Thursday, July 01, 2004

In Defense of the Wal-Mart Model

At Crooked Timber, Daniel Davies explains why Wal-Mart’s much-vaunted contributions to economic productivity might not be so great after all. I agree with Davies’s fundamental points, which I understand to be (a) that productivity is notoriously different to measure, and (b) that the productivity gains attributed to Wal-Mart have probably been exaggerated. But if the Wal-Mart boosters sometimes overstate their case in its favor, I think Davies overstates the case against. Even his own examples show how Wal-Mart has created value. Let’s take them one at a time:
1. Lower value added retailing = higher productivity! … The issue being that, if the boutiques on King’s Road were to get rid of the dolly assistants, free coffee and assorted perks and bijouterie, and move to a model where they piled the Prada high in fluorescent-lit barns, then they would presumably be able to shift more units at a lower price, at the expense of taking all the joy out of shopping for the Sex-in-the-City crowd. As Brad[1] pointed out in a critical comment on the Kay article, the national statistical agencies try their damndest to make sure that the productivity statistics don’t pick up a decrease in the value-added component of retailing as an increase in productivity, but it’s an intrinsically difficult task.
Granted, it’s a much less pleasant experience to shop at Wal-Mart than to shop in a boutique. If you want an accurate measure of the value added by switching to the warehouse model, you must remember to subtract out the value associated with the forgone ambience. That said, we should notice that lots of people still have the option of shopping at boutiques and choose to shop at Wal-Mart instead. That’s pretty strong evidence of value added for those people, since they could choose to patronize the boutiques if they didn’t perceive a net gain from shopping at Wal-Mart. Simply put, there are some people who are unwilling to pay for the additional amenities of the smaller stores; before Wal-Mart came along, they had to pay for them anyway.
2. Outsourcing distribution costs - to you! … I would contend that there is one particular, systematic mistake [identified by behavioral finance] that people make which is probably of macroeconomics. And it’s a hole in popular psychology which WalMart drives through in a coach-and-four.

That particular psychological quirk is the tendency of people in industrial societies to: a) put an irrationally low valuation on their leisure time, and b) believe that they have more spare time than they actually do. … In any case, as John pointed out a while ago, if you’re spending your “leisure” time driving to an out-of-town megastore, then it’s not leisure in any meaningful sense. If you end up doing more of this than you would, in a fully informed and reflective state, want to, then WalMart has successfully outsourced a proportion of its cost base to you, and the national income statistics and the McKinsey Global Institute will happily collaborate in helping you to fool yourself.
Again, there’s a large grain of truth here. There is a cost, in both time and inconvenience, involved in going to a big-box store on the outskirts of town. That cost ought to be taken into account in assessing Wal-Mart’s value added. But once again, the revealed preferences of actual consumers argue strongly in favor of the notion that, on net, lots of people still prefer the big-box store. Many of Wal-Mart’s customers have lower incomes, and that makes perfect sense: people who earn less per hour have a lower opportunity cost of their time, so they will naturally substitute time expenditures for money expenditures when they can.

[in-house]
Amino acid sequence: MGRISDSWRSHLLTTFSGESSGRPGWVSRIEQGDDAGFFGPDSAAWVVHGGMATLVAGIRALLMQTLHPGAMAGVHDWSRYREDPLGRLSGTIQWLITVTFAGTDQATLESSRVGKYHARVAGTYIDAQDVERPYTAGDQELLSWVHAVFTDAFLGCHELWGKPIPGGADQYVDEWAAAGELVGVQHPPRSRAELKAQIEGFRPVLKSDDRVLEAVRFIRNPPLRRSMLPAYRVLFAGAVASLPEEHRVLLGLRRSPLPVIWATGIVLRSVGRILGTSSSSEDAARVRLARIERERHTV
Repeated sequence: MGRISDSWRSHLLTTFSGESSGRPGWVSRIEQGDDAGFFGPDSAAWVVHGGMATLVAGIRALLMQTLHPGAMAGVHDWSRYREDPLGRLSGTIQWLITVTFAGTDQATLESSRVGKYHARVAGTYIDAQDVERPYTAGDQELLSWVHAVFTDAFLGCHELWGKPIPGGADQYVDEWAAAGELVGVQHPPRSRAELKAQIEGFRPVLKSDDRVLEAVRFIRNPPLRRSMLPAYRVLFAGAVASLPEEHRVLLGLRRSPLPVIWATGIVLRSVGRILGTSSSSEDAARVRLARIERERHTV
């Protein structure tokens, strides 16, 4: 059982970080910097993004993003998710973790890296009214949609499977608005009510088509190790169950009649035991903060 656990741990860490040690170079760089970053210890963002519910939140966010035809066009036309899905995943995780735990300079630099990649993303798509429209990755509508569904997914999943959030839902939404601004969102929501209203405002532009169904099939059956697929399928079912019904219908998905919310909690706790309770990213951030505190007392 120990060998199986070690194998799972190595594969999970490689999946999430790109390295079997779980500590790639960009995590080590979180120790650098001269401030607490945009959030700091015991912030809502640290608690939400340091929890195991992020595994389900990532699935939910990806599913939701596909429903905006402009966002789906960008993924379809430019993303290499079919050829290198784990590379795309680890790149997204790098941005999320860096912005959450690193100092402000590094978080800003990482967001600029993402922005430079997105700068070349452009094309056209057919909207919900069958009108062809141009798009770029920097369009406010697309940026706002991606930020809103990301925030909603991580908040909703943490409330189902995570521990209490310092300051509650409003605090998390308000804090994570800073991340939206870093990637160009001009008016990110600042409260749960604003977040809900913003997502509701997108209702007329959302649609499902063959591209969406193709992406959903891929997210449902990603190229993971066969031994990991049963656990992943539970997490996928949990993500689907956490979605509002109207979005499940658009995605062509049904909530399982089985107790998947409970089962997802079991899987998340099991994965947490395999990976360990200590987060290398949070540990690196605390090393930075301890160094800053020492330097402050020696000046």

Davies resists the revealed preference argument on grounds of behavioral psychology: people’s choices are sometimes afflicted by persistent biases that are inconsistent with pure rational choice. As a result, it is possible that their choices don’t reflect their true preferences. Now, it’s certainly true that people are subject to these biases in certain types of situation, but attributing such biases willy-nilly to any old situation, as Davies does here, is precisely the danger of people taking the behavioral results too seriously. What seems like a bias will sometimes turn out to be a (quasi) rational means of correcting other cognitive biases or dealing with a facet of the situation not apprehended by the observer.

So what countervailing biases might be involved here? One of the most common biases is placing too much value on the present relative to the future. A person with this bias might buy something at the expensive-but-local store, instead of sacrificing a little time now to save money for the future. I do this all the time, when I buy food at the corner market instead of driving an extra 5 minutes to the grocery store. Which bias is dominant in the Wal-Mart situation? Focusing on the undervaluation-of-leisure bias leads to Davies’s implied conclusion: people shop at Wal-Mart too much. Focusing exclusively on the overvaluation-of-the-present bias leads to the conclusion that people don’t shop at Wal-Mart enough. I, for one, would defer to the judgment of the people who have the greatest incentive to correct their biases and get the outcome right: the consumers. Choices may not reveal preferences perfectly, but they’re the best sign we’ve got.

Davies makes a third point, but this post is already way too long, so I’ll respond to that point in a later post.

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